The Atlantic States Marine Fisheries Commission (ASMFC) became the major fishery management organization on the Atlantic Coast. In 1998, it became clear that CCA – the largest marine fishery conservation organization in the U.S. – would need to work with the ASMFC to affect the management of critically important Atlantic species. CCA created the Atlantic States Fisheries Committee as a subcommittee of the National Government Relations Committee. It is comprised of dedicated CCA volunteers working within the ASMFC system for better Atlantic fisheries management.
The CCA Atlantic States Fisheries Committee decides annually which species under ASMFC management are priorities. Representatives from the committee attend management board meetings and technical committee meetings. Attendance in this meeting process is critical to fully understand the biology and management of each particular species. The CCA Atlantic States Fisheries Committee then formulates goals for each species FMP and works with the ASMFC to implement them through state organizations and agencies.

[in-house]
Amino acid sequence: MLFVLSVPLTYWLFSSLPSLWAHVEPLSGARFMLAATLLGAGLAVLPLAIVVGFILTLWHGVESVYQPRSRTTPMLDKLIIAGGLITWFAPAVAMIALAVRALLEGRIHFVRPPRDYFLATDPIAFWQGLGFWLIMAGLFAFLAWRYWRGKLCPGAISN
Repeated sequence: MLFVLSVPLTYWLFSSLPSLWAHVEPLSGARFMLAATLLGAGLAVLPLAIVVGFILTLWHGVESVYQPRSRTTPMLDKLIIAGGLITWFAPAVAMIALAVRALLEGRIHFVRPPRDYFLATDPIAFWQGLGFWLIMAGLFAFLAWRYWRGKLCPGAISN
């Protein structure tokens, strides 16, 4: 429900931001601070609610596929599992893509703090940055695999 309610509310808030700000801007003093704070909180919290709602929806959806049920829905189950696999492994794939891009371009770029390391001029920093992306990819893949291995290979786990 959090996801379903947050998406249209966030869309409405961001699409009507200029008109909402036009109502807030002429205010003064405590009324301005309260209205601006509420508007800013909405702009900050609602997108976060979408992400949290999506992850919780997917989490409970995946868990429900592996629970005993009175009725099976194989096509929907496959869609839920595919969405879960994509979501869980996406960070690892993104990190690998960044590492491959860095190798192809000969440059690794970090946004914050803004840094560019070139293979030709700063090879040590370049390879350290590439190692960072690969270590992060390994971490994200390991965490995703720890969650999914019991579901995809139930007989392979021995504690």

Charles A. Witek III of New York, is the CCA Atlantic States Fisheries Committee Chairman. Richen Brame serves as the CCA Atlantic States Fisheries Director and staff member for the committee.
CCA Atlantic Fisheries Director
Brame is a member of the Operations Team for the Marine Recreational Information Program (MRIP) developing the nuts and bolts of the new data gathering program. He is also the liaison between the Operations Team and the Registry Team that is defining what the angler registry must encompass and what the states must do to comply with it.
Brame holds BS and MS degrees in Fisheries and Wildlife Science from North Carolina State University and worked for several conservation groups before coming to CCA. He served as the first executive director for CCA in North Carolina, from 1989 to 2000 and achieved notable fisheries management goals including passage of the Fisheries Reform Act of 1997. Under his watch CCA NC also successfully banned the use of fly-net trawls in the Atlantic to conserve dwindling gray trout stocks, banned shrimp trawling on weekends in inside waters, and outlawed the use of gill nets in a dozen high-use recreational fishing areas.
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